Germany Bans Pro-Hamas Aid Organization

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JERUSALEM, Israel - Germany's Interior Ministry banned the International Humanitarian Relief Organization (IHH) on Wednesday for providing $8.3 million to organizations that either belong to or support Hamas.

Germany considers Hamas, the Palestinian faction ruling the Gaza Strip, a terror group. The country bans any organizations that support Hamas because its charter denies Israel's right to exist and calls for the destruction of the Jewish state.

In 2004, Germany's high court ruled against providing any funding to Hamas, stating that even money designated for humanitarian aid could be used for terror activities.

IHH, which was established in 1992 and formally registered in 1995 in Istanbul, has branches in several European countries, including Germany.

The group's German leader, Dr. Mustafa Yoldas, refuted the Interior Ministry's claim and said IHH is a humanitarian, not a political organization. Yoldas accused the government of bowing to Israeli pressure and said he will appeal the ban in court.

"I swear had they been suffering hunger, thirst or hardship, we would have also helped the Jews," Yoldas said. "Otherwise, you would have to let people starve or die to make sure not to support Hamas," he said.

Yoldas, 39, a resident of Hamburg, is also an active member of Milli Gorus, an Islamic group suspected of supporting fundamental Islamic activities. Several other IHH leaders are also actively involved with Milli Gorus.

Among its humanitarian aid projects, IHH supports orphanages, vocational education programs, hospitals and clinics, builds mosques and monitors human rights violations in Islamic areas.

Global Jihadist Networks 

But in addition to its humanitarian aid work, IHH provides funding and logistical support to global jihadist terror networks, such as Hamas and the Muslim Brotherhood.

The Intelligence and Terrorism Information Center describes IHH as a "radical Islamic organization."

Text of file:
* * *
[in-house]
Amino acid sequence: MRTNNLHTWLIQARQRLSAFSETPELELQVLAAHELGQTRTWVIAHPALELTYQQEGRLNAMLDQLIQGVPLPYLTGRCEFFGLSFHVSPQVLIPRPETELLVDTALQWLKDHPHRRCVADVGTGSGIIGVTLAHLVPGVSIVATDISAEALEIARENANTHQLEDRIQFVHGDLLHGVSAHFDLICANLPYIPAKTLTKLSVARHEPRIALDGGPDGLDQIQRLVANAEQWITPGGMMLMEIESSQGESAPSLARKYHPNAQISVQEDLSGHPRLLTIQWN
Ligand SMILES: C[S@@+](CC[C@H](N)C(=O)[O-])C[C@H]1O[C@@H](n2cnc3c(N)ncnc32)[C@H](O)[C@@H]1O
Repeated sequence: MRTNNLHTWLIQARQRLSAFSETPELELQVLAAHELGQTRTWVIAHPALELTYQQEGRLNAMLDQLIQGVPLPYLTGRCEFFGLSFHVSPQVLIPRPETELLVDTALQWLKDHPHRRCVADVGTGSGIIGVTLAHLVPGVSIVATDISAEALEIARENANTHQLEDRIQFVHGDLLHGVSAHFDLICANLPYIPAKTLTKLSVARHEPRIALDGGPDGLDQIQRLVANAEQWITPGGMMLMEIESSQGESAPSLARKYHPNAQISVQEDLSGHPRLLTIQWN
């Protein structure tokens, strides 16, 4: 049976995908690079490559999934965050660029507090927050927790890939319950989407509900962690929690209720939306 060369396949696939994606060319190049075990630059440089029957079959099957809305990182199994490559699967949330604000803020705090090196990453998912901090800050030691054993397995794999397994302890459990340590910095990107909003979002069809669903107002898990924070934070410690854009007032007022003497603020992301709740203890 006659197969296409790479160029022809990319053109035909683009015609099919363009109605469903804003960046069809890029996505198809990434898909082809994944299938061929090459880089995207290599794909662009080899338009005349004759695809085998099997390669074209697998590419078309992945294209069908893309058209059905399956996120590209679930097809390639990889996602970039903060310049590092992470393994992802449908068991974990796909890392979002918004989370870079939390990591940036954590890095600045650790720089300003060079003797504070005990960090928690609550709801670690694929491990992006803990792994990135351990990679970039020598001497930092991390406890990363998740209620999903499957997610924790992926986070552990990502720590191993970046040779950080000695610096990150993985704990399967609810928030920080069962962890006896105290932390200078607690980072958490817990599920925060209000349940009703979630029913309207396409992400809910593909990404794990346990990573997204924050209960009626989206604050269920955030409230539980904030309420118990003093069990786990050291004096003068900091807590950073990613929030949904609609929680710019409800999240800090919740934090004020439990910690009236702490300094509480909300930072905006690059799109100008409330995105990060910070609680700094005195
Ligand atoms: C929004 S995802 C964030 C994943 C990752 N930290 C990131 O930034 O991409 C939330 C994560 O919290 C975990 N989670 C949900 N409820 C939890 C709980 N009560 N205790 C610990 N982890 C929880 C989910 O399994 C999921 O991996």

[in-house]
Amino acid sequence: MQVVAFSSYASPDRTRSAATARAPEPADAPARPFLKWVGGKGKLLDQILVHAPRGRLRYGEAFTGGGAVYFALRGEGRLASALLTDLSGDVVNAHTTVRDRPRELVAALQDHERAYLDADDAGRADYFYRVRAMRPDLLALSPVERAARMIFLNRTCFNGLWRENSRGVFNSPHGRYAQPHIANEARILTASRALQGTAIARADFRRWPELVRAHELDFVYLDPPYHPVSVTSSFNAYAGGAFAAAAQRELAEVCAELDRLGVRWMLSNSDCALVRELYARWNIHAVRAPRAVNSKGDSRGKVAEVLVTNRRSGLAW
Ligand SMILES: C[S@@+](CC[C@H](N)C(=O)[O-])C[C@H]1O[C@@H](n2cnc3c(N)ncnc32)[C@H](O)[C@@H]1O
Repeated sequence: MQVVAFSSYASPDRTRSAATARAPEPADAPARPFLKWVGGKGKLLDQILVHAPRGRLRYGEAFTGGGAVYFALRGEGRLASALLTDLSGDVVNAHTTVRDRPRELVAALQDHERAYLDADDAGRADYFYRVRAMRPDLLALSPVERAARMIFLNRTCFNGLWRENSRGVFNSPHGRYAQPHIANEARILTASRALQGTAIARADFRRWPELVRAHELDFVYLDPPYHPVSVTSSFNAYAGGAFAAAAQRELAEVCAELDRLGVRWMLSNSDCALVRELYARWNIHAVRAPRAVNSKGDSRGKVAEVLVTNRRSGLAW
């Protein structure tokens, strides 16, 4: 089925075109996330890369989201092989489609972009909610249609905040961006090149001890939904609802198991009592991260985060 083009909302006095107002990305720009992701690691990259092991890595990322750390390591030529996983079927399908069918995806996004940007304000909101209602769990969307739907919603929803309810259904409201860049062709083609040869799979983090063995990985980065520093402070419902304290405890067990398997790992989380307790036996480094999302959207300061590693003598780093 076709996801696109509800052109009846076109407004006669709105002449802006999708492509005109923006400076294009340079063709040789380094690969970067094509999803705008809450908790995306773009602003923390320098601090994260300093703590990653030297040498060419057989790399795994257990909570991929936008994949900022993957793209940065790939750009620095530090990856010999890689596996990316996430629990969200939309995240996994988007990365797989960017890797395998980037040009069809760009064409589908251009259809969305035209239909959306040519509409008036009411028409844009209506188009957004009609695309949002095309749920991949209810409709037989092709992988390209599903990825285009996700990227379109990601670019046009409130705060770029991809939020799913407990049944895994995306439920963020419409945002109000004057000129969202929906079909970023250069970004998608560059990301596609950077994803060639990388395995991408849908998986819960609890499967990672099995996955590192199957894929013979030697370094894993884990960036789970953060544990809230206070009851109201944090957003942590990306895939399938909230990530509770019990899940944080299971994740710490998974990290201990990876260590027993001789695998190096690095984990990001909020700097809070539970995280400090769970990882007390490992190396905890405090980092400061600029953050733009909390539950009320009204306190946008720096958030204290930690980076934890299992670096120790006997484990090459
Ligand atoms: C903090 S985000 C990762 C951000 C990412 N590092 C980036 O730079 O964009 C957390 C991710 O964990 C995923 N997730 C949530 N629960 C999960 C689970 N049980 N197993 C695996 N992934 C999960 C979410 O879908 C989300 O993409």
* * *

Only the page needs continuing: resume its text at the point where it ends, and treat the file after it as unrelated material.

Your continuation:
IHH recruited and arranged passage for more than two dozen radical Islamic activists on the Mavi Mamara, the Turkish-owned flagship in the six-vessel flotilla that intended to break the Israeli naval blockade of the Gaza Strip.

These passengers were provided with a variety of paraphernalia, including chains, knives, stun grenades, and metal pipes, to use against the Israeli soldiers who boarded the ship.

U.S. State Department

Following the incident, the U.S. State Department confirmed that IHH has had close ties to Hamas.

 "We know that IHH representatives have met with senior Hamas officials in Turkey, Syria and Gaza over the past three years. That is obviously of great concern to us," Assistant Secretary of State P.J. Crowley told reporters a few days after the confrontation aboard the Mavi Mamara in which nine activists were killed and 10 soldiers wounded.

French intelligence expert Jean Louis-Bruguiere agreed that "IHH had a role in the organization that led to the plot [aboard the ship]."

During a raid against IHH headquarters in Istanbul in 1998, Bruguiere said "it was clearly proven that some of the NGO's work was not charity. It was to provide a façade for moving funds, weapons and mujahedeen to and from Bosnia and Afghanistan."

"It seemed clear at the time that it was thanks to a measure of political backing within the Turkish government that it [IHH] could continue to operate," Bruguiere said.

That political backing has strengthened under Turkish Prime Minister Recep Tayyip Erdogan who told IHH leaders he would support their efforts "to break the oppressive siege on the Gaza Strip."

In a related matter, the U.S. State Department is considering adding IHH to its list of foreign terrorist groups, Fox News reported on Thursday.

"I believe we are looking at the IHH, but it's a long process to designate something a foreign terrorist organization," Fox News quoted State Department spokesman Mark Toner as having said.

U.S. Treasury Investigation

According to the report, the U.S. Treasury Department, which has expressed concerns about IHH in the past, is actively investigating the group despite some resistance within the Obama administration.

A group of 87 senators signed a letter to President Obama shortly after the confrontation aboard the Mavi Mamara.

"We are deeply concerned about the IHH's role in this incident and have additional questions about Turkey and any connections to Hamas," the letter stated.

"The IHH is a member of a group of Muslim charities, the Union of Good, which was designated by the U.S. Treasury Department as a terrorist organization. The Union of Good was created by, and strongly supports Hamas, which has been designated as a foreign terrorist organization by the U.S. State Department," the letter read.

"We recommend that your administration consider whether the IHH should be put on the list of foreign terrorist organizations, after an examination by the intelligence community, the State Department and the Treasury Department," the letter to the president stated.

*Originally published on July 15, 2010.

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